The Mina Group expanded quickly, opening three hotel restaurants in 2006, three more in 2007, and five in 2008. During those years, Mina continued to refine his company structure. Every day, each restaurant has a daily meeting, kind of like a scrum at a tech company, to go over every detail from the service from the night before, the coming night, and the night after. Higher-level meetings happen weekly and monthly.

To keep on top of the food, Mina developed the Recipe Exchange, a networked library of Mina's collected culinary wisdom that, with its 30,000 recipes and 3,000 videos, puts dedicated recipe websites to shame. Every menu item has a recipe, the recipe of its components (a sauce, for example), a photo, wine pairings, instructions for plating and silverware, the verbiage servers can use when they drop it off at the table.

Aqua, which had stayed open since Mina left though had never reached the same level of acclaim, shuttered suddenly in 2010 and Mina took over the lease. That October, he reopened his titular restaurant Michael Mina in the former Aqua space, where it remains today: an elegant, sophisticated power-dining spot, the kind of place where the mayor has lunch.

Mina runs his company on both a macro and micro level — being able to think specifically about the thickness of a ramen bowl and broadly about the overall concept of a new restaurant is one of his great talents as a businessman. To him, though, it's just part of being a chef. “I think when you run a busy kitchen you're always doing that,” he says. There's science to suggest that chef's brains are wired that way. In a 2005 New Yorker story about egg cooks in Vegas, Duke University neuroscientist Warren Meck speculated that a short-order cook's brains might have developed far more synapses on its oscillatory neurons, the things that help the brain time several things at once, than the average person.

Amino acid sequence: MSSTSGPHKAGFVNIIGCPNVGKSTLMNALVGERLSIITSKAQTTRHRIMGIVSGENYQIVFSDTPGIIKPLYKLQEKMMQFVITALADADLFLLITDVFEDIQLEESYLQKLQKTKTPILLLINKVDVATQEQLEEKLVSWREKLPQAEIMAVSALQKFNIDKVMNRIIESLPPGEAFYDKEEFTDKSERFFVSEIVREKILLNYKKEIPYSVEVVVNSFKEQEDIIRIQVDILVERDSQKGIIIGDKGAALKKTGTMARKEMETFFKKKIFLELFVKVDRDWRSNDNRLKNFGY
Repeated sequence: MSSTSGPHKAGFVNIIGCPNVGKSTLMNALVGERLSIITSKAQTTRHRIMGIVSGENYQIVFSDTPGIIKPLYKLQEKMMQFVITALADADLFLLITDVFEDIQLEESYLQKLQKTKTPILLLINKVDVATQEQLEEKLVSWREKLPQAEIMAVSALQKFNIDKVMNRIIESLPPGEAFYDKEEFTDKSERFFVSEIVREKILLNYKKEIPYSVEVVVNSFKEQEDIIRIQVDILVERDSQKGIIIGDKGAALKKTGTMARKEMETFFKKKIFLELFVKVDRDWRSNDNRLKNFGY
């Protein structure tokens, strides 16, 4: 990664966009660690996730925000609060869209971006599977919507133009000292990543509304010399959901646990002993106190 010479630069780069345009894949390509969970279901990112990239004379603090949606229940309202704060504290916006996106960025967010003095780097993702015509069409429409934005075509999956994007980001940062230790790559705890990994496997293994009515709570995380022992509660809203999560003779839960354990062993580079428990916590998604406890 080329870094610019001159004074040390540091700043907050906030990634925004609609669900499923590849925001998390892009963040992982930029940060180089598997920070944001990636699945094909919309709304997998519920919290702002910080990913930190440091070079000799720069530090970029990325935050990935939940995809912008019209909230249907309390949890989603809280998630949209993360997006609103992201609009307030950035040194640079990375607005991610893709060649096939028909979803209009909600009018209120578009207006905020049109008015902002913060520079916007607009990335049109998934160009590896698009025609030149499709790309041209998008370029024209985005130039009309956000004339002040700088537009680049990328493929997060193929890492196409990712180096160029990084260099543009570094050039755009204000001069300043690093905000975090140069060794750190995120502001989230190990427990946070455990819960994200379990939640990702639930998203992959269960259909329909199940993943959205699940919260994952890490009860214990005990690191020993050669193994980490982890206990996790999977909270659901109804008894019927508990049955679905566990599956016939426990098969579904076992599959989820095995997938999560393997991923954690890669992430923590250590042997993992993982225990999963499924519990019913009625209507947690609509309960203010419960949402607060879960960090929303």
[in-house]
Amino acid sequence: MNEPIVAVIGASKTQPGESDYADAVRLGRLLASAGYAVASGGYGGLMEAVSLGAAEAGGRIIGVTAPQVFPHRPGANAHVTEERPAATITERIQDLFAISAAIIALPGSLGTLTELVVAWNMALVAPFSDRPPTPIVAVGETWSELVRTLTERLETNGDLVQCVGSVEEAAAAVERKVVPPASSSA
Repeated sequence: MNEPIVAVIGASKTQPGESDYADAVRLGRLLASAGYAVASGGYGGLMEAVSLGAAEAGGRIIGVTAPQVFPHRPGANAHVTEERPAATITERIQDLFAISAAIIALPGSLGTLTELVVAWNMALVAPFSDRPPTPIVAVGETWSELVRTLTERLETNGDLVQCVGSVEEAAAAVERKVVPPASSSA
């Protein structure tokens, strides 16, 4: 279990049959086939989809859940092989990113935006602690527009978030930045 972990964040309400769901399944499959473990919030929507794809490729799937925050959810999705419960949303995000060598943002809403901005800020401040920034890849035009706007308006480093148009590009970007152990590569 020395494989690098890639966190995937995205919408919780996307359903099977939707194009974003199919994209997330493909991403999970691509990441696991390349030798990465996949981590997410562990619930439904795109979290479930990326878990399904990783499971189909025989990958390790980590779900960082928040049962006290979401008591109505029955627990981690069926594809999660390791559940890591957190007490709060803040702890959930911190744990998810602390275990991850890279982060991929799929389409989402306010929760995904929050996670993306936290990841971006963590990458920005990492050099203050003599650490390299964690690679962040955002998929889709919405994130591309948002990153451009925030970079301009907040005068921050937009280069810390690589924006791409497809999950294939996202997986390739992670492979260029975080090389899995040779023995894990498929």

Mina is uniquely adapted to control the chaos that restaurants generate. And he's been smart enough to build a machine that mitigates unhappy accidents, like bad service, while encouraging happy ones, like chef experimentation. In the face of that, a few seasons judging a cooking reality show don't seem like a good tradeoff.

Instead of seeking out the spotlight, Michael Mina has spent a decade focused on building his empire, piece by piece. In 2003, the gross restaurant revenues for the Mina Group was roughly $38 million. In 2013, it was $95 million. Now Mina's using his resources and the system he has set up to pursue a few passion projects.

On July 1, Pabu and The Ramen Bar will open in an airy 10,000-square-foot space in the first floor of an office building at Davis and California, just a few blocks from the Ferry Building. Mina has set it up to show off the skills of his friend, Ken Tominaga, who makes some of Northern California's best sushi from his tiny restaurant, Hana, hidden in a strip mall in Rohnert Park.

Mina, characteristically, gives Tominaga the spotlight for the restaurant. “By no stretch of the imagination is this Michael Mina doing Japanese food. I am not anywhere near crazy enough to think that I am a Japanese chef,” says Mina. “I am fortunate in the sense that I have a team of people who can help Ken see his vision out and help him have a showcase restaurant.”


It is a beautiful space, with rich suede banquettes, delicate murals of cherry blossoms on its brushed concrete walls, and a rope-and-sail motif in the ramen bar. It's set up to be an immediate success with tourists, expense-account diners, and the FiDi lunch and happy hour crowd.

The 49ers project, though — that's what Mina's most excited about. His face lights up when he talks about it. Mina's had season tickets to the 49ers for 23 years, ever since he opened Aqua. The new stadium will house a 180-seat Bourbon Steak & Pub open to all 68,000 stadium visitors during a game, but Mina's looking forward to the tailgate party he's going to host for season ticket holders.

It's Mina at his most micro and macro: The intimacy of a party for friends, for which they've built a 13-foot rotisserie you can put a whole ox on, boiling pots you can drop a few hundred lobsters into at a time, and a massive 8-by-8-foot wood-fired grill. It's the machinery of empire, and the food will no doubt taste great.